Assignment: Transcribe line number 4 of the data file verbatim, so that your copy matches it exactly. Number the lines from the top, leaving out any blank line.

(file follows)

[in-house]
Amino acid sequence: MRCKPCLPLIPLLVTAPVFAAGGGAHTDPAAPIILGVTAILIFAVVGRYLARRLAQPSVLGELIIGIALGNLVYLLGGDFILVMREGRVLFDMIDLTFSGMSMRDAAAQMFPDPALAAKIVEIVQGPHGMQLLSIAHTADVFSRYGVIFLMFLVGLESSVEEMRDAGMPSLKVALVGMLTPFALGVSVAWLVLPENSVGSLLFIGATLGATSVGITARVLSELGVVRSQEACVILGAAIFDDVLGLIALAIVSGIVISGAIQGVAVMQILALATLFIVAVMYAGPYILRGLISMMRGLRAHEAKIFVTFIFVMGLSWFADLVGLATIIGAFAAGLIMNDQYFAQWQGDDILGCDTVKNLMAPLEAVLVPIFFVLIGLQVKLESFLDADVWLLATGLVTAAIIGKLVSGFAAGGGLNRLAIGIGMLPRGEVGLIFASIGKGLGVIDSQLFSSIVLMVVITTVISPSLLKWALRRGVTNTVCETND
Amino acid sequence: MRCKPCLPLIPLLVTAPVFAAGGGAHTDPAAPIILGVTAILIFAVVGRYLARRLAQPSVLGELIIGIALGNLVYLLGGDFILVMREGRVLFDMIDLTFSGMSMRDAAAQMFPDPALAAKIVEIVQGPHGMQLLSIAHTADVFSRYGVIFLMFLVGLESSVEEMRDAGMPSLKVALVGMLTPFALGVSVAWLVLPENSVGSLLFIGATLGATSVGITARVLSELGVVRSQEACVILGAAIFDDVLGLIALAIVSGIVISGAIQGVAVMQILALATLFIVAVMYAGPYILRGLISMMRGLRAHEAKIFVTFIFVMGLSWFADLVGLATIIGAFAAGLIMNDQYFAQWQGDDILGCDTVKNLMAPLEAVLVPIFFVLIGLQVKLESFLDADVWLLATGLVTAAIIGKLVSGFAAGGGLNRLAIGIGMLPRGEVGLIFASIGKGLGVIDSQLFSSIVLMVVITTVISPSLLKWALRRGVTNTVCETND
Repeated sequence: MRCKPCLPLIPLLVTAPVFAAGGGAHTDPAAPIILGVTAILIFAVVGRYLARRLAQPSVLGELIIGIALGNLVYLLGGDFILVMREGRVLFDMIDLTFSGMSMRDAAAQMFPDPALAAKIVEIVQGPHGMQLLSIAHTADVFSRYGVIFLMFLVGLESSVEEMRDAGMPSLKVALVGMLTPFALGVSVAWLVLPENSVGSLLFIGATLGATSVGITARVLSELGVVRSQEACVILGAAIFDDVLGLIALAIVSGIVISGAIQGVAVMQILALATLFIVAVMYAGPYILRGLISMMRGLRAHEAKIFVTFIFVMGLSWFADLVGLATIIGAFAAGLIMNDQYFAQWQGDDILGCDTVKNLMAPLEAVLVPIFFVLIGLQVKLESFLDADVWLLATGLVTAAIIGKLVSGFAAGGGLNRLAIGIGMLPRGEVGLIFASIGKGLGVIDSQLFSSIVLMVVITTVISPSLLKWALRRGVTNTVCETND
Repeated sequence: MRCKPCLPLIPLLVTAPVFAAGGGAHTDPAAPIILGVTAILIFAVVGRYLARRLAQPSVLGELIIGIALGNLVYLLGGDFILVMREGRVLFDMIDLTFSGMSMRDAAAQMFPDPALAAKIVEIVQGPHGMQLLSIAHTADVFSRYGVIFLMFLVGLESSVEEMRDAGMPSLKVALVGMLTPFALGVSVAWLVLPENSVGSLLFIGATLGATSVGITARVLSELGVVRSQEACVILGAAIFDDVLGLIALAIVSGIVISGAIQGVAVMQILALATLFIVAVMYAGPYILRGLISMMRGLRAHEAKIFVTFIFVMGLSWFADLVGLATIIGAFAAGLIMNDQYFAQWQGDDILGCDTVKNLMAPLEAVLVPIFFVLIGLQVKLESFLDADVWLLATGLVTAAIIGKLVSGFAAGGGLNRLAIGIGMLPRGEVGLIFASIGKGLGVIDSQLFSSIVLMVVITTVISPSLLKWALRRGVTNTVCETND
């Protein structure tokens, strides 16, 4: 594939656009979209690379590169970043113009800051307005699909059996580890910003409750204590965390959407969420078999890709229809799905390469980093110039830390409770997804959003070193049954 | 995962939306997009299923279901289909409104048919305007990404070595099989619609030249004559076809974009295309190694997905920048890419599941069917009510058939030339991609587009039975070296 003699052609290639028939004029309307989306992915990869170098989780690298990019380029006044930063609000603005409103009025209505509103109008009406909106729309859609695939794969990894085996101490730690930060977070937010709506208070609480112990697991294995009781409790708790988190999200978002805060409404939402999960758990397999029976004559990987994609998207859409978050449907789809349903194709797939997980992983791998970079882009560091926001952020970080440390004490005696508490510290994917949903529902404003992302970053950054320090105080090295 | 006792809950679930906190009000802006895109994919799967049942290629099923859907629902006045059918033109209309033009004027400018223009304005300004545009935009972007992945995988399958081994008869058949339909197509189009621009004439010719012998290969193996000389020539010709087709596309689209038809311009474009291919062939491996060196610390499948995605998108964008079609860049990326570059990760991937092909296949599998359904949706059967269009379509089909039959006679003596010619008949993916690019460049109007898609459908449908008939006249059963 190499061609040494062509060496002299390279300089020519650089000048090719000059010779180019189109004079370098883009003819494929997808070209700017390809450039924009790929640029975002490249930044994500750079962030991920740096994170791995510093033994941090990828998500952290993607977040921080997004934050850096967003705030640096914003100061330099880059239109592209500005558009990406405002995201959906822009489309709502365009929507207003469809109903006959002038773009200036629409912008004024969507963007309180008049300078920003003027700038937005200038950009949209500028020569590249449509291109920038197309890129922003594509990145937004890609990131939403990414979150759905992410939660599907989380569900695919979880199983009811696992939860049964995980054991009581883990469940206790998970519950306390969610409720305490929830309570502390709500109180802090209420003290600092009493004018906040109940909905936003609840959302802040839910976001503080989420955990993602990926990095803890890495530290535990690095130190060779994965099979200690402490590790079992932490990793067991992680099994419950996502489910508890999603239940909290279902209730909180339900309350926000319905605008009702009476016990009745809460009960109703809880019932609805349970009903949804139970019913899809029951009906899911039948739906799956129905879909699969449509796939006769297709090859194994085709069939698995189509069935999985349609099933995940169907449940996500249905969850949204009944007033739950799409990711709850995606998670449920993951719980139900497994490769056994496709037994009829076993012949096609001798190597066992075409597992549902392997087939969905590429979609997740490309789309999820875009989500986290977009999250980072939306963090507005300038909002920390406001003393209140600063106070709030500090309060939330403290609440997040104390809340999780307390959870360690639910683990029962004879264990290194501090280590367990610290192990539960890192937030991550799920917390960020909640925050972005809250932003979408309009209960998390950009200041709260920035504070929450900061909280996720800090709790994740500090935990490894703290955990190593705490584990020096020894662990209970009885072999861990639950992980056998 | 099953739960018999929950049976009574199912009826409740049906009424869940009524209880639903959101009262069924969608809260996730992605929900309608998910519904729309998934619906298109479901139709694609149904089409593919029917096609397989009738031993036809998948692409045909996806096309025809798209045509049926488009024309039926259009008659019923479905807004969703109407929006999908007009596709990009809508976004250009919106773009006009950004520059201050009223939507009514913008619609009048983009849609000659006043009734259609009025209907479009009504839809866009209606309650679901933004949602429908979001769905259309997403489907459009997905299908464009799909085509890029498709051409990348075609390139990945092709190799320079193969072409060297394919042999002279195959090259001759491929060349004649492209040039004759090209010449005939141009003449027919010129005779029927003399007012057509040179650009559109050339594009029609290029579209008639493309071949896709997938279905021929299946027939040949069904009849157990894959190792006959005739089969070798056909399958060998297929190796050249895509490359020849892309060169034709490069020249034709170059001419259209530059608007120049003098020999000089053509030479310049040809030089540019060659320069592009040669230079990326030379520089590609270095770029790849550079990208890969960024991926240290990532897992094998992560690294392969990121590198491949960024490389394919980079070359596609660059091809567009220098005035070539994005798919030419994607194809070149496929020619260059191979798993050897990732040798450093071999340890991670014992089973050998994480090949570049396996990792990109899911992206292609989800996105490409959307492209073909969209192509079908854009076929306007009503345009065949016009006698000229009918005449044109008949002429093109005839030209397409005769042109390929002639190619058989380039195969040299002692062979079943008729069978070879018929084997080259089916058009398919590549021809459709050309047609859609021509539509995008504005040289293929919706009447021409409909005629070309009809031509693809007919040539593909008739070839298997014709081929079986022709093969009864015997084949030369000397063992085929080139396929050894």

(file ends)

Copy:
Repeated sequence: MRCKPCLPLIPLLVTAPVFAAGGGAHTDPAAPIILGVTAILIFAVVGRYLARRLAQPSVLGELIIGIALGNLVYLLGGDFILVMREGRVLFDMIDLTFSGMSMRDAAAQMFPDPALAAKIVEIVQGPHGMQLLSIAHTADVFSRYGVIFLMFLVGLESSVEEMRDAGMPSLKVALVGMLTPFALGVSVAWLVLPENSVGSLLFIGATLGATSVGITARVLSELGVVRSQEACVILGAAIFDDVLGLIALAIVSGIVISGAIQGVAVMQILALATLFIVAVMYAGPYILRGLISMMRGLRAHEAKIFVTFIFVMGLSWFADLVGLATIIGAFAAGLIMNDQYFAQWQGDDILGCDTVKNLMAPLEAVLVPIFFVLIGLQVKLESFLDADVWLLATGLVTAAIIGKLVSGFAAGGGLNRLAIGIGMLPRGEVGLIFASIGKGLGVIDSQLFSSIVLMVVITTVISPSLLKWALRRGVTNTVCETND